|Whit (1995) [Novel]|
by Iain Banks
Rating: No votes (Rate!)
Reviews: None (show them) Review!
Isis Whit is no ordinary teenager. An innocent in the ways of the world, an ingénue when it comes to pop and fashion, she does however rejoice in the exalted state of Elect of God of the Luskentyrian Sect, a small but committed religious cult based near Stirling.
A month before their four-yearly Festival of Love, during which members indulge vigorously in acts of carnal abandon, the Luskentyrians are thrown into crisis when their Guest of Honour renounces her faith and refuses to attend. Isis' standing in the Community, coupled with the fact that the apostate is her cousin Morag, swiftly marks her out as the person to venture out among the Unsaved and bring the fallen one back into the fold.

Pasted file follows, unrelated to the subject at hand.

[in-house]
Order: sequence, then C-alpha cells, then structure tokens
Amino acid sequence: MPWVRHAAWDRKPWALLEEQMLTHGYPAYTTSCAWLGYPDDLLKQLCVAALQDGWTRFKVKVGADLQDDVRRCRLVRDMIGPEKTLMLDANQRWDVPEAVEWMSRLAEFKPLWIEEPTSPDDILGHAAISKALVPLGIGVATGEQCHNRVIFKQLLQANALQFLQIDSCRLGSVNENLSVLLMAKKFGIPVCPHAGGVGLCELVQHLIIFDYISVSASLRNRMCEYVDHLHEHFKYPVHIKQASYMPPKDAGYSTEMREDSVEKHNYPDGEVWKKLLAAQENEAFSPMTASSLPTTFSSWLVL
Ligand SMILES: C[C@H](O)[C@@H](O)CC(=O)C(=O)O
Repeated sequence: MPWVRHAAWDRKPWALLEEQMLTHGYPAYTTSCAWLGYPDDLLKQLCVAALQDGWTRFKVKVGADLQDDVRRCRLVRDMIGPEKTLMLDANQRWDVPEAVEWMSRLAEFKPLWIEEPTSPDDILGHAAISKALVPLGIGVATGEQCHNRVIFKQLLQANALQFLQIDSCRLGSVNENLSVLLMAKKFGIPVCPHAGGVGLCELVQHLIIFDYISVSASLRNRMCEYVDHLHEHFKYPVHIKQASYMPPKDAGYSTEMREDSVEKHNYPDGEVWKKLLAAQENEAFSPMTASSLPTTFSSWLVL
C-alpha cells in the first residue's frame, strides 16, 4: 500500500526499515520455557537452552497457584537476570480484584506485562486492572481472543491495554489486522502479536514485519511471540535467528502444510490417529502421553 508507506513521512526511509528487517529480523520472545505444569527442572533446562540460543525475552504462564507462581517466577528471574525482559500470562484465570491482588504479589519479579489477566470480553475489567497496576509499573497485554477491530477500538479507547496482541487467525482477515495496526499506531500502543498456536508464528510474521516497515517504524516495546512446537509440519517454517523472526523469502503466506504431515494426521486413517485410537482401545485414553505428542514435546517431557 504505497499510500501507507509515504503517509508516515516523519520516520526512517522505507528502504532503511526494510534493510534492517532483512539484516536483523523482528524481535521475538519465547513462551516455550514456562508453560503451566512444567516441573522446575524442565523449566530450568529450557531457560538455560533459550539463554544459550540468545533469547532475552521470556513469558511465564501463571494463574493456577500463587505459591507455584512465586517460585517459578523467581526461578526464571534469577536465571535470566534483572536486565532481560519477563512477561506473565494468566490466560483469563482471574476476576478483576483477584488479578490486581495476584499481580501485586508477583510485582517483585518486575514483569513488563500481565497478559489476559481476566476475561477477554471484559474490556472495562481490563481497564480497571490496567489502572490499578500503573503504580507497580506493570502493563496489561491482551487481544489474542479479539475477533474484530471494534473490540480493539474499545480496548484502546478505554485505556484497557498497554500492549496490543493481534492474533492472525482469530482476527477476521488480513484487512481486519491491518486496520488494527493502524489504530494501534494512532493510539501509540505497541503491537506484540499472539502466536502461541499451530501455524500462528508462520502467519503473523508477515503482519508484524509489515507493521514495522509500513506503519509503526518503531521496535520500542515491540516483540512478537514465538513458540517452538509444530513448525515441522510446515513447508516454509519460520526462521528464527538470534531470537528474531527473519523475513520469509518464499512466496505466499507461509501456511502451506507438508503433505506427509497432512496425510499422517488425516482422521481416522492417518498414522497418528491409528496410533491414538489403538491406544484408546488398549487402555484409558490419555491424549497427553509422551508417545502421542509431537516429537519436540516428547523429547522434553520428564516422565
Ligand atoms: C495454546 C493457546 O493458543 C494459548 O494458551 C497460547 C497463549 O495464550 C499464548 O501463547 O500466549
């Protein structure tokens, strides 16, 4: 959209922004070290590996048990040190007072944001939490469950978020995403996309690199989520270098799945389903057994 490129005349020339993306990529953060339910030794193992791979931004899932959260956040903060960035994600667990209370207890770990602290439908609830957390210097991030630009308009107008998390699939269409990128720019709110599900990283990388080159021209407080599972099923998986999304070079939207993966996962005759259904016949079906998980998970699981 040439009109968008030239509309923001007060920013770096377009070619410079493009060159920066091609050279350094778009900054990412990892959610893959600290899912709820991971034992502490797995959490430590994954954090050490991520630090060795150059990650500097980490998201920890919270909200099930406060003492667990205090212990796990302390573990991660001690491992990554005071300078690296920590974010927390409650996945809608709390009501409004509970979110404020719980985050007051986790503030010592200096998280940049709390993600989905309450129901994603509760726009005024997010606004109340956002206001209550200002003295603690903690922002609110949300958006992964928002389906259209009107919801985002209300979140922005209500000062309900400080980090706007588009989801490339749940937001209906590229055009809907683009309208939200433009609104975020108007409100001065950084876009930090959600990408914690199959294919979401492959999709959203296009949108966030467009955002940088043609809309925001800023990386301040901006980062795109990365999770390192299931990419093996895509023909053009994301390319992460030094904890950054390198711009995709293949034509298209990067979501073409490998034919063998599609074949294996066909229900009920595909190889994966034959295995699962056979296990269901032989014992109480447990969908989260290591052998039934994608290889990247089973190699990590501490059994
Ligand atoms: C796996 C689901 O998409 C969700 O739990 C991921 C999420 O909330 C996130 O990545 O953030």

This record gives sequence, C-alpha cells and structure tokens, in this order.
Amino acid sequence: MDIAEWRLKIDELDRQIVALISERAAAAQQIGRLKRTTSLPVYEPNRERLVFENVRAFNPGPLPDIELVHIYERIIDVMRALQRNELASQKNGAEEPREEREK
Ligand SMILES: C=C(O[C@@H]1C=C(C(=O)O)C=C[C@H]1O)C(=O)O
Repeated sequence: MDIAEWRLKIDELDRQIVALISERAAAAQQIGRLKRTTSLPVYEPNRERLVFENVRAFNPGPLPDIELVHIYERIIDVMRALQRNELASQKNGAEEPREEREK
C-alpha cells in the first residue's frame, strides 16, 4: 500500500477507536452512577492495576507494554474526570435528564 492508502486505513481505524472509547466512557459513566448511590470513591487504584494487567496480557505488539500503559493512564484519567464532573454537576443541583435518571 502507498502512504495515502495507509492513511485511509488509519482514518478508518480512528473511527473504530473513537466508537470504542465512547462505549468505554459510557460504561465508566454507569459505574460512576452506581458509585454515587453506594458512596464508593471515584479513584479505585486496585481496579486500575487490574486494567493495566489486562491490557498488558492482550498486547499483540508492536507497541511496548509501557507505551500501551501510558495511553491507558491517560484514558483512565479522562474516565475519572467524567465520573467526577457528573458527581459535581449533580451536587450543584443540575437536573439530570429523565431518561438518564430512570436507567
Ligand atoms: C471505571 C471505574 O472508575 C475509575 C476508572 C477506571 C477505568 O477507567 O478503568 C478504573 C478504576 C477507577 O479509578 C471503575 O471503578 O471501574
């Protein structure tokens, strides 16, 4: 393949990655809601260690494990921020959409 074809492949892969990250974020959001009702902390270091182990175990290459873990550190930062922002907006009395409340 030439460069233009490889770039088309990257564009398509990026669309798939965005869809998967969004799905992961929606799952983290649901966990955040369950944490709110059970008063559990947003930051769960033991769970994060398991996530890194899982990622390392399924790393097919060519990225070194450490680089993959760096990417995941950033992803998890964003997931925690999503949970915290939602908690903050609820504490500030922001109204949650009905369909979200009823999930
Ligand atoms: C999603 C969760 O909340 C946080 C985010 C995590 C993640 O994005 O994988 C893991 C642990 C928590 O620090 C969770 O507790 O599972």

But her mission through the spiritual barrenness of Nineties Britain - with its 'herbal' cigarettes, compact discs and neo-fascist thugs - is soon made even more treacherous. It appears that not only has Morag embraced the ways of the Unsaved with spectacular abandon, but for some reason she seems to be actively avoiding Isis, whose own hallowed status among the brethren undergoes a radical about-turn as her pillar of faith slowly crumbles from within.
Original title: Whit
Genre: Fiction→ General Fiction